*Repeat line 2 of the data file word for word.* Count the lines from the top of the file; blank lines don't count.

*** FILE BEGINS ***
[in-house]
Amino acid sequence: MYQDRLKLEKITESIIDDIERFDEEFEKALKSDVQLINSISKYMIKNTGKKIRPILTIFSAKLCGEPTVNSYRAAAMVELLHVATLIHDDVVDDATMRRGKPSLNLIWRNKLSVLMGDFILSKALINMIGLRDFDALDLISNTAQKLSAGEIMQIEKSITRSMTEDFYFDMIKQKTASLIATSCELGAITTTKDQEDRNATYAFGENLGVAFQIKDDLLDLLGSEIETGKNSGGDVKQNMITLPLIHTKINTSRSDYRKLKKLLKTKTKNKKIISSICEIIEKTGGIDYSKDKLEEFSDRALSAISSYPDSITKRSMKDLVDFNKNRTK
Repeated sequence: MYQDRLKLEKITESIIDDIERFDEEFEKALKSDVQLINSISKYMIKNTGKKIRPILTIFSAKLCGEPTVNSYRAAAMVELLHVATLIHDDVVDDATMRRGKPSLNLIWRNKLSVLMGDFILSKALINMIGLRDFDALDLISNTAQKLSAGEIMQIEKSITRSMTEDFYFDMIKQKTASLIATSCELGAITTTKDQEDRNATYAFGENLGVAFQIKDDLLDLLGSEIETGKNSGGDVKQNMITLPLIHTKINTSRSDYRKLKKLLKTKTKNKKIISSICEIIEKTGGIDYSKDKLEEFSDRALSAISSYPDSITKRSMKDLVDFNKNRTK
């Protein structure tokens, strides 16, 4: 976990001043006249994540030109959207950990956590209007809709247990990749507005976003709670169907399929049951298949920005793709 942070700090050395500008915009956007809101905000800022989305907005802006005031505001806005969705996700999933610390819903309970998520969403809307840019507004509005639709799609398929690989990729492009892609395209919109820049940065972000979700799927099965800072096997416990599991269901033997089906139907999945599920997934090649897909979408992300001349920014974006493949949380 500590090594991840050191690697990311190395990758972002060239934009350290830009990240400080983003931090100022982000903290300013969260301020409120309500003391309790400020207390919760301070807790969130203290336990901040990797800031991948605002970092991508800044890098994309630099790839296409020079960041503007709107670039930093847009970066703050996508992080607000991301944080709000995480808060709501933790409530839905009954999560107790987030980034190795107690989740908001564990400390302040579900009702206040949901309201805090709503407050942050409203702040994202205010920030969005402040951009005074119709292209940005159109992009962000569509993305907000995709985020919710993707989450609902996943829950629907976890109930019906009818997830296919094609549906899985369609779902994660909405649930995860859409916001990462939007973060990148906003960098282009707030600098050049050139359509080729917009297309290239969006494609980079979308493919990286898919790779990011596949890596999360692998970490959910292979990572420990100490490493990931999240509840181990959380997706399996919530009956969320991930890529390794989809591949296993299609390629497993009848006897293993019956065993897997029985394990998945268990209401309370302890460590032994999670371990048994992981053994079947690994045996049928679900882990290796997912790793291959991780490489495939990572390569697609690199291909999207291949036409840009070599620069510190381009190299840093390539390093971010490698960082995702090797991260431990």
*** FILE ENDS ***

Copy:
Amino acid sequence: MYQDRLKLEKITESIIDDIERFDEEFEKALKSDVQLINSISKYMIKNTGKKIRPILTIFSAKLCGEPTVNSYRAAAMVELLHVATLIHDDVVDDATMRRGKPSLNLIWRNKLSVLMGDFILSKALINMIGLRDFDALDLISNTAQKLSAGEIMQIEKSITRSMTEDFYFDMIKQKTASLIATSCELGAITTTKDQEDRNATYAFGENLGVAFQIKDDLLDLLGSEIETGKNSGGDVKQNMITLPLIHTKINTSRSDYRKLKKLLKTKTKNKKIISSICEIIEKTGGIDYSKDKLEEFSDRALSAISSYPDSITKRSMKDLVDFNKNRTK